How would you like to have to write a novel? How would you like to be shut up for several years, not wanting to see anybody, past caring about children and their bones, hoping that tremendous storms might keep everyone at bay? It is very tempting to transpose this passage into the key of Stephen, with Vanessa Bell as Mrs Ramsay, clucking and mothering, and Virginia Woolf as the Lighthouse keeper, stoic in creative isolation.

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April 03, 2007

The Great Book Group Read of 2007

I've started group reads in the past, but without success, becaue I've asked too much of readers. A format in which I don't speak up until someone else has done so first was probably doomed to fail, at least as a start-up.

The real object of my latest experiment is to plow through some classic books that I haven't read. Better late than never! I'm beginning, however, with one that I have read, To the Lighthouse, simply because of its vernal atmosphere. I hope that someone who hasn't read it will join in, and make a wonderful discovery. I'm looking forward, though, to stumbling through books that I've heard about but never opened. There are two titles that strike fear into me: Don Quixote (because it rambles) and Moby-Dick (because it's thorny).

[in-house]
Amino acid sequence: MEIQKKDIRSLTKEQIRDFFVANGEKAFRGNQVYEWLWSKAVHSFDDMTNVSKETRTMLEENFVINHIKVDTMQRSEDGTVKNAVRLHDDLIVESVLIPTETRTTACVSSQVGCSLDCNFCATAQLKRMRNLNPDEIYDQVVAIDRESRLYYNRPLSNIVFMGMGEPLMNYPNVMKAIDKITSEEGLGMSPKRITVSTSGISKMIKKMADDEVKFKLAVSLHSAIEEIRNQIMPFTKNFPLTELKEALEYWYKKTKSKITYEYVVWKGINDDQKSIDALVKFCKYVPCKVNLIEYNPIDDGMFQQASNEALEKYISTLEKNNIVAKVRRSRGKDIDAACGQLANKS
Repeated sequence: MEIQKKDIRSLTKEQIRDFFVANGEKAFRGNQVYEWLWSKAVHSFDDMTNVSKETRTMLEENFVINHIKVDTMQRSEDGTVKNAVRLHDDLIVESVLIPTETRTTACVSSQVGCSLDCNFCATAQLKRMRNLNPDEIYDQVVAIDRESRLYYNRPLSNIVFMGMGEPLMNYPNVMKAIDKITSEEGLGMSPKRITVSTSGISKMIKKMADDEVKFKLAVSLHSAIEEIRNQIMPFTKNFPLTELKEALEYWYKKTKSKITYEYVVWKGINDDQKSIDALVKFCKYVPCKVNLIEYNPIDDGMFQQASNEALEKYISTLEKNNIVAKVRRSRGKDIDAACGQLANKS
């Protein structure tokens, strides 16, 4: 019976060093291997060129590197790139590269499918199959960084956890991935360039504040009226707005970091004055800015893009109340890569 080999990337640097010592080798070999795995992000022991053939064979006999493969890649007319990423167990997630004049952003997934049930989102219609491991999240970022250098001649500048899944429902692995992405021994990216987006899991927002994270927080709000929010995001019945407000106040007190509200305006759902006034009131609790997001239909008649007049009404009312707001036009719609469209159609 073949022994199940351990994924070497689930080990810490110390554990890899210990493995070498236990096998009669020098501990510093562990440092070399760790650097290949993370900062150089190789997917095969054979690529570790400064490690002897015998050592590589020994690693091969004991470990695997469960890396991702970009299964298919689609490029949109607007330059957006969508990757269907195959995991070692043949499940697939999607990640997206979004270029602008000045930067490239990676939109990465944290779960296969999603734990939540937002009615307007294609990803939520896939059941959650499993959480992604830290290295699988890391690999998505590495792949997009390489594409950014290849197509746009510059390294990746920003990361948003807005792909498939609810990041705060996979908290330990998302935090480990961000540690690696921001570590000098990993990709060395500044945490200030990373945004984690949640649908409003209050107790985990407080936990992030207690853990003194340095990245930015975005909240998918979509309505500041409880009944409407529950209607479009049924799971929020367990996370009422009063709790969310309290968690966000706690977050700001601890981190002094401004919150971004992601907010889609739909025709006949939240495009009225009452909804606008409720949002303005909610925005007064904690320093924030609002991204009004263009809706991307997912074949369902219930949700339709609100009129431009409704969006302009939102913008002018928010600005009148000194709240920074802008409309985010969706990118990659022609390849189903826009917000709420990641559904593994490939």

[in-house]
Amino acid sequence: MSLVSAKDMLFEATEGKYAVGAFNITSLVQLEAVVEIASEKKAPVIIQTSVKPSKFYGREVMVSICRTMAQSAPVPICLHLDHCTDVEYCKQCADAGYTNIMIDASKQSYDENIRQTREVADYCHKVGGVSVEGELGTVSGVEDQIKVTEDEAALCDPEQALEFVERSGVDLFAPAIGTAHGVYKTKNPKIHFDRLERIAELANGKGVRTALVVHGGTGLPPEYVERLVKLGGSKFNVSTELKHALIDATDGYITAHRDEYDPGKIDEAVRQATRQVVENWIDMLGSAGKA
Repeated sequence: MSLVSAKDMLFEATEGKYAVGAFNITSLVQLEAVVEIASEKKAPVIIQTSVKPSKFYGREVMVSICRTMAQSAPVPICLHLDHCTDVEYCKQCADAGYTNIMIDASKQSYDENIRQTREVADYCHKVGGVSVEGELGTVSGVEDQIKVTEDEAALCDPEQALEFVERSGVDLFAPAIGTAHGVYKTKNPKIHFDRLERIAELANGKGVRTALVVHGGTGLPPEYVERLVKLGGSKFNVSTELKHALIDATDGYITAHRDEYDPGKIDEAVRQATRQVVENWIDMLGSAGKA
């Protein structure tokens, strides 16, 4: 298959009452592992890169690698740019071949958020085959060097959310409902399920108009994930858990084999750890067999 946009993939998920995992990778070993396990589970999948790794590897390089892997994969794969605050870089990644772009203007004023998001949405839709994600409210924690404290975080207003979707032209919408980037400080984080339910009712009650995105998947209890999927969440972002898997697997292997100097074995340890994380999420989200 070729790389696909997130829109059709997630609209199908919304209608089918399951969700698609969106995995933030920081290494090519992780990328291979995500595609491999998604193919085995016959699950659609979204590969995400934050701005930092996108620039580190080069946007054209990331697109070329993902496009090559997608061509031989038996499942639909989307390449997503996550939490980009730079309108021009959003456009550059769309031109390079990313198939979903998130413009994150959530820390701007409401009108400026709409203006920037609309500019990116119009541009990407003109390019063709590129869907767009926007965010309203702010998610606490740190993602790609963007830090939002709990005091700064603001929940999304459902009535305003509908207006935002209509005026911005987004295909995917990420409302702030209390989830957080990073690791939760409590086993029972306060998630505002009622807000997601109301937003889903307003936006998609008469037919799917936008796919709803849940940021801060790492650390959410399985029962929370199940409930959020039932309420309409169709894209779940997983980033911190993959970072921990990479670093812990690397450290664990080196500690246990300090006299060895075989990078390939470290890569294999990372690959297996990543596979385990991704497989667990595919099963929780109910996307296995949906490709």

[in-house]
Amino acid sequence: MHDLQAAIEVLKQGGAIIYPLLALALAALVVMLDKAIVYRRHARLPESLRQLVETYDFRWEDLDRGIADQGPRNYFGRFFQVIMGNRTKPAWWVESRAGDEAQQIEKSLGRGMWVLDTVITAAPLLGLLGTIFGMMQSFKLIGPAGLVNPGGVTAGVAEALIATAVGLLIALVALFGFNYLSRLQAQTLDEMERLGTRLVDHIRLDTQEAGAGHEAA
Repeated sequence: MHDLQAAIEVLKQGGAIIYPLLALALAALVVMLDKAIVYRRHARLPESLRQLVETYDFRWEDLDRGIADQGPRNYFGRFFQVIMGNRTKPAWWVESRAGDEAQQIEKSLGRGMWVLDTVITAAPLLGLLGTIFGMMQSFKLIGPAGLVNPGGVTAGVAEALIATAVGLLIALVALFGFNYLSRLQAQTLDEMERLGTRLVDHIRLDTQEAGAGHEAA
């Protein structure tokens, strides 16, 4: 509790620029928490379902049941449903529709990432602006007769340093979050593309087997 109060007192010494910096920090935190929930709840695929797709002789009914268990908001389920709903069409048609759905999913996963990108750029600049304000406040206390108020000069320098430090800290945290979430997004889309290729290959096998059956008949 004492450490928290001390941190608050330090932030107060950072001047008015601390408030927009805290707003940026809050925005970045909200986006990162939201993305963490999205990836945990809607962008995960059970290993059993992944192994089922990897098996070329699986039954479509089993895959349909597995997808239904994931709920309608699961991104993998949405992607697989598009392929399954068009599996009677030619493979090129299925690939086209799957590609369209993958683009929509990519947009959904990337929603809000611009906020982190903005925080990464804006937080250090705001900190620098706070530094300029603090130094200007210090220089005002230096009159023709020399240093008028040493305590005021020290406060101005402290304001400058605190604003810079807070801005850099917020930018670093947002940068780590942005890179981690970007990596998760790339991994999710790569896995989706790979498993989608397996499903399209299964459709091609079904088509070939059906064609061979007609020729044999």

I have no idea how long it's going to take to get through any given book, so I've haven't devised a schedule. I would recommend acquiring each book when the previous book first comes under discussion. I don't know how often I'll post, either. More than once a week to be sure. As always, your comments will be most welcome.

The first entry will be posted on 9 April 2007.

The Great Books Group Read 0f 2007

To the Lighthouse

Don Quixote

Orley Farm

The American

War and Peace

The Sound and the Fury

The Decameron

Madame Bovary



The Mill on the Floss

Fathers and Sons